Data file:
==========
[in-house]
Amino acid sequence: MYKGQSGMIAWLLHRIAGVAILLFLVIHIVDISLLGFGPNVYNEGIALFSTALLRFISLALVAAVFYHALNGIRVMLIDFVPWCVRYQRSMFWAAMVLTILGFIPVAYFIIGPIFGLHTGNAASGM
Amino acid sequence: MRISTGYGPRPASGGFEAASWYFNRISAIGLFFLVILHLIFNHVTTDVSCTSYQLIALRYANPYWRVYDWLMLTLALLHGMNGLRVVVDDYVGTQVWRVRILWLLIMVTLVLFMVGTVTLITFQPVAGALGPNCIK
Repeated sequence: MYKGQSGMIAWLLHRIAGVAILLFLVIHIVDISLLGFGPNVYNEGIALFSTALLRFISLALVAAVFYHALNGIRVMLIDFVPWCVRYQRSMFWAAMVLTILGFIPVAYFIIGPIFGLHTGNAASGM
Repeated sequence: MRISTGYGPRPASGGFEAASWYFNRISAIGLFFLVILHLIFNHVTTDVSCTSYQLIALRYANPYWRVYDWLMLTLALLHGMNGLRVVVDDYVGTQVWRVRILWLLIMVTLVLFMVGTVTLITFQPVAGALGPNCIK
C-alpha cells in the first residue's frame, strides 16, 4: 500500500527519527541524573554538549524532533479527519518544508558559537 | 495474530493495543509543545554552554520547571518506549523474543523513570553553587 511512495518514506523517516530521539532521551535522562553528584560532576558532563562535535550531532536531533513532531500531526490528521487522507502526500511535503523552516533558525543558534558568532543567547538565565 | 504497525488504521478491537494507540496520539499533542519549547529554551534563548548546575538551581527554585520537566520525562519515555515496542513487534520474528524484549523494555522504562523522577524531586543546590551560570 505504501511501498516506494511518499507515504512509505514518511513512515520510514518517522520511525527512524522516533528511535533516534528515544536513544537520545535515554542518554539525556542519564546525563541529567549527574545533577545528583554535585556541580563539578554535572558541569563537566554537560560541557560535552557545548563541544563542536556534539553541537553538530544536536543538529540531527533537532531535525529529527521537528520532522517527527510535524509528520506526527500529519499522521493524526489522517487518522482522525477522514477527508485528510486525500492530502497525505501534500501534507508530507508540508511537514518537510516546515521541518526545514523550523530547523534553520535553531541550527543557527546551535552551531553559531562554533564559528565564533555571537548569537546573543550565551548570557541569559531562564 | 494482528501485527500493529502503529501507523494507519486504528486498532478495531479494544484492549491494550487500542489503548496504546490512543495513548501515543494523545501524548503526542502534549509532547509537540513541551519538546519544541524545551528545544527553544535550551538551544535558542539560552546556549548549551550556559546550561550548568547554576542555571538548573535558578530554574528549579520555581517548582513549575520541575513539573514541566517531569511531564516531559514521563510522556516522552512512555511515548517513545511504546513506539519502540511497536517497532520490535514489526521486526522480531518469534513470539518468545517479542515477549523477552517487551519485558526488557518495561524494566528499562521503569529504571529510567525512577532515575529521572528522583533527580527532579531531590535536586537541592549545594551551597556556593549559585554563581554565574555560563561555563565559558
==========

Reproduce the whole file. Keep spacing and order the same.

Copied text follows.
[in-house]
Amino acid sequence: MYKGQSGMIAWLLHRIAGVAILLFLVIHIVDISLLGFGPNVYNEGIALFSTALLRFISLALVAAVFYHALNGIRVMLIDFVPWCVRYQRSMFWAAMVLTILGFIPVAYFIIGPIFGLHTGNAASGM
Amino acid sequence: MRISTGYGPRPASGGFEAASWYFNRISAIGLFFLVILHLIFNHVTTDVSCTSYQLIALRYANPYWRVYDWLMLTLALLHGMNGLRVVVDDYVGTQVWRVRILWLLIMVTLVLFMVGTVTLITFQPVAGALGPNCIK
Repeated sequence: MYKGQSGMIAWLLHRIAGVAILLFLVIHIVDISLLGFGPNVYNEGIALFSTALLRFISLALVAAVFYHALNGIRVMLIDFVPWCVRYQRSMFWAAMVLTILGFIPVAYFIIGPIFGLHTGNAASGM
Repeated sequence: MRISTGYGPRPASGGFEAASWYFNRISAIGLFFLVILHLIFNHVTTDVSCTSYQLIALRYANPYWRVYDWLMLTLALLHGMNGLRVVVDDYVGTQVWRVRILWLLIMVTLVLFMVGTVTLITFQPVAGALGPNCIK
C-alpha cells in the first residue's frame, strides 16, 4: 500500500527519527541524573554538549524532533479527519518544508558559537 | 495474530493495543509543545554552554520547571518506549523474543523513570553553587 511512495518514506523517516530521539532521551535522562553528584560532576558532563562535535550531532536531533513532531500531526490528521487522507502526500511535503523552516533558525543558534558568532543567547538565565 | 504497525488504521478491537494507540496520539499533542519549547529554551534563548548546575538551581527554585520537566520525562519515555515496542513487534520474528524484549523494555522504562523522577524531586543546590551560570 505504501511501498516506494511518499507515504512509505514518511513512515520510514518517522520511525527512524522516533528511535533516534528515544536513544537520545535515554542518554539525556542519564546525563541529567549527574545533577545528583554535585556541580563539578554535572558541569563537566554537560560541557560535552557545548563541544563542536556534539553541537553538530544536536543538529540531527533537532531535525529529527521537528520532522517527527510535524509528520506526527500529519499522521493524526489522517487518522482522525477522514477527508485528510486525500492530502497525505501534500501534507508530507508540508511537514518537510516546515521541518526545514523550523530547523534553520535553531541550527543557527546551535552551531553559531562554533564559528565564533555571537548569537546573543550565551548570557541569559531562564 | 494482528501485527500493529502503529501507523494507519486504528486498532478495531479494544484492549491494550487500542489503548496504546490512543495513548501515543494523545501524548503526542502534549509532547509537540513541551519538546519544541524545551528545544527553544535550551538551544535558542539560552546556549548549551550556559546550561550548568547554576542555571538548573535558578530554574528549579520555581517548582513549575520541575513539573514541566517531569511531564516531559514521563510522556516522552512512555511515548517513545511504546513506539519502540511497536517497532520490535514489526521486526522480531518469534513470539518468545517479542515477549523477552517487551519485558526488557518495561524494566528499562521503569529504571529510567525512577532515575529521572528522583533527580527532579531531590535536586537541592549545594551551597556556593549559585554563581554565574555560563561555563565559558